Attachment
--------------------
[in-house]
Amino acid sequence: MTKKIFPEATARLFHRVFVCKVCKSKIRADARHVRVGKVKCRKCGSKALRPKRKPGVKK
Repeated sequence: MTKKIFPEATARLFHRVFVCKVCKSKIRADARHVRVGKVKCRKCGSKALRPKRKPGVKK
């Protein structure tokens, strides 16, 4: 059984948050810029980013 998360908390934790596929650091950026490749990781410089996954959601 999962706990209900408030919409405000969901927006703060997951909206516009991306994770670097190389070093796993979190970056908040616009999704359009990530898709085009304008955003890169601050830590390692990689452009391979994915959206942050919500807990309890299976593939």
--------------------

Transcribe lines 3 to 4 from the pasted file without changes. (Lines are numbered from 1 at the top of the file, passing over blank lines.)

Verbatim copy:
Repeated sequence: MTKKIFPEATARLFHRVFVCKVCKSKIRADARHVRVGKVKCRKCGSKALRPKRKPGVKK
């Protein structure tokens, strides 16, 4: 059984948050810029980013 998360908390934790596929650091950026490749990781410089996954959601 999962706990209900408030919409405000969901927006703060997951909206516009991306994770670097190389070093796993979190970056908040616009999704359009990530898709085009304008955003890169601050830590390692990689452009391979994915959206942050919500807990309890299976593939």